You've just taken your first step to a better solution in cost effective group radio communications!

PEG Radio System & Licensing Overview

Step One

Discuss the radio coverage needs and property assets of all involved in the project. Each property can potentially be used as a system asset. Determine each potential sites usage: Home Base Station (HBS) or HBS and Infrastructure (repeater /Remote Node relay station)

Step Two

Mark each sites location and indicate possible usage using Google Earth . Save the locations as a single KMZ file and send it to US Preparatory for evaluation. We look over your potential site list to get a feel for the group's needs. We will contact you to discuss a plan of action.

Step Three

An optional but highly recommended step! PEG Radio Analysis Services show the potential of each available site with Signal Mapping and Signal Path Analysis. This service can save weeks of time and effort during the testing phase of your system.

Step Four

Once you're satisfied with the plan US Preparatory submits a request for a candidate frequency list from our FCC Coordination Team. We study the available frequencies list, assigning the best candidate frequencies for each portion of your radio system.

Step Five

Your purchased radio testing equipment package(s) will be programmed then prepared and shipped to you. If you purchased a PEG Radio Analysis Service you'll received a KML coverage map overlay file along with other system support documents.

Step Six

With our guidance, radio coverage testing is conducted by the group. When the group is satisfied with coverage tests the license can be purchased and forms submitted to our FCC Coordination team for processing. Licensing is typically completed in less than 20 days.

Step Two: Getting Started with Google Earth

To speed things along, install Google Earth on your computer.

  1. First create a new folder to store all of your potential locations in by clicking on the "Add" menu and choosing "Folder".
  2. Name the folder accordingly.Use the Google Earth zoom slider (on right) to focus on each potential location site.

  3. Mark every site that the group has access to. To do this, click on the "Add Place Mark" button located in the Google Earth toolbar.

  4. Drag this marking pin directly over the location that the antenna will be installed. Choose an appropriate name for each location and add additional information to the "Description" tab as to what each location might be. Such as a base station, and/or infrastructure (repeater or remote node relay) station. etc.

  5. Save each location by clicking on the "OK" button. This should save this new location within the new folder you previous created. If not, drag each location (in the "Places" sidebar) into the folder you created for your project.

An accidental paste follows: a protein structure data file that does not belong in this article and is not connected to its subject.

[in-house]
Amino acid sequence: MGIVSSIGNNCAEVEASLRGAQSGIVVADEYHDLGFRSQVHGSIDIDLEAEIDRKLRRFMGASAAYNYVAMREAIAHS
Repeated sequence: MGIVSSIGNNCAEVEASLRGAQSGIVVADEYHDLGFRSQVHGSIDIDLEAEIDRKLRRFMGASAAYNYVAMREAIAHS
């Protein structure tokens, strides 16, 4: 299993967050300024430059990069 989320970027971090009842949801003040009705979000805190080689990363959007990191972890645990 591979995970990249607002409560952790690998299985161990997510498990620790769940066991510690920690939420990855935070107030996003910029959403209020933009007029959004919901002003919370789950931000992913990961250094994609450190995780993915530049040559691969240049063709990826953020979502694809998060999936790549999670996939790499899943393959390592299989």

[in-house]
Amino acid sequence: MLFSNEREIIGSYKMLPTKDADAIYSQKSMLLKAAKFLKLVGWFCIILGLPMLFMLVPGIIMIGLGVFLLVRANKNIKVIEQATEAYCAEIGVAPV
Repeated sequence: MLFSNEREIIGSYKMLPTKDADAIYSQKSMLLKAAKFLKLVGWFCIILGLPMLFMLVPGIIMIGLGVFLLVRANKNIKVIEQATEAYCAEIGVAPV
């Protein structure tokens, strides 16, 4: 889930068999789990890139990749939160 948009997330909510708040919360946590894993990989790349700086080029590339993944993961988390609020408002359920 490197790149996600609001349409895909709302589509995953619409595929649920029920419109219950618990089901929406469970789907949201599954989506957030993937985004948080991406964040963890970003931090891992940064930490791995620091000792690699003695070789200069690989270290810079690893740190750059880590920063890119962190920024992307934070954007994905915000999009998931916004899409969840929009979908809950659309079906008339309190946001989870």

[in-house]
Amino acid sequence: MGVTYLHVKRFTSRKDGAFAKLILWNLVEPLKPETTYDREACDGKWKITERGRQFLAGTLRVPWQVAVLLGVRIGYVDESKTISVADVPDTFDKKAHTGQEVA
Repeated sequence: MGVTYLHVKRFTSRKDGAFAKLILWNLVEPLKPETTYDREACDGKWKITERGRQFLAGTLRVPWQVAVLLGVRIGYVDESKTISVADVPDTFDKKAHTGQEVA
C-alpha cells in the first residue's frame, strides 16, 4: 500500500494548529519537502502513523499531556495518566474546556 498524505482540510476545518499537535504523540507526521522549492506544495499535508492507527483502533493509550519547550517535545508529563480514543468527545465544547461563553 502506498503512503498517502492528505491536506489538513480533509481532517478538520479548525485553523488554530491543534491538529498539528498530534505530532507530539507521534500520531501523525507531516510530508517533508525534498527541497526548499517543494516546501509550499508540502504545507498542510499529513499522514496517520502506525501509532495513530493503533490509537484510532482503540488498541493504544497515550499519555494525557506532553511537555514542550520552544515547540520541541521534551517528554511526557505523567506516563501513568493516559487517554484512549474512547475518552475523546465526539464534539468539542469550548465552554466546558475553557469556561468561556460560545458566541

6. When finished with location marking, right mouse click on the folder that contains all of your locations and choose "Save Places As". This will save the folder with it's contents as a KMZ file.

  7. Email this KMZ file to US Preparatory at

Step Three: PEG Radio Analysis Services

This optional service will save lots of time, targeting sites that are best suited for a particular roll in your radio system. We'll give you a projected radio coverage forecast showing the potential for your radio system. We analyze the sites with the most potential to confirm which sites are the most beneficial for infrastructure (a repeater and/or relay stations) and or base stations. Both Coverage Mapping AND Signal Path Analysis services are included in all PEG Radio Analysis packages and each package has been designed for a limited amount of fixed stations which is determined by the coverage area required and the available sites that the group has access to.

Coverage Mapping

Signal Mapping can be a tremendous time saver when developing and testing your new radio system, avoiding a long testing phases. After a potential site(s) has been mapped out you'll clearly see which sites have the most potential to be part of the system's core components and which do not.

Signal Mapping is use to forecast:

  • The general coverage of a single zone repeater (Category 1/2 system)
  • The coverage of a base station within a Simplex system
  • The general coverage of each zones Remote Node relay station
  • The regional coverage of an entire multi-zone Category 3 system
  • Potential obstruction areas to be aware of within the signal path

Signal Path Analysis

The Signal Path Analysis revels any obstructions encountered between two fixed points. Although this analysis is calculated at ground level, it will clearly indicate the potential for a "loud and clear" signal which helps to confirm if a potential site is adequate for use as a repeater, Remote Node station or base station without wasting time testing sites that may not deliver.

Signal Path Analysis is used to forecast:

  • Point to point signal quality between two fixed locations
  • The signal potential from a Remote Node link antenna to the main repeater
  • The signal of a repeater to each Remote Node relay station on a multi-zone system

Step Four: Candidate Frequencies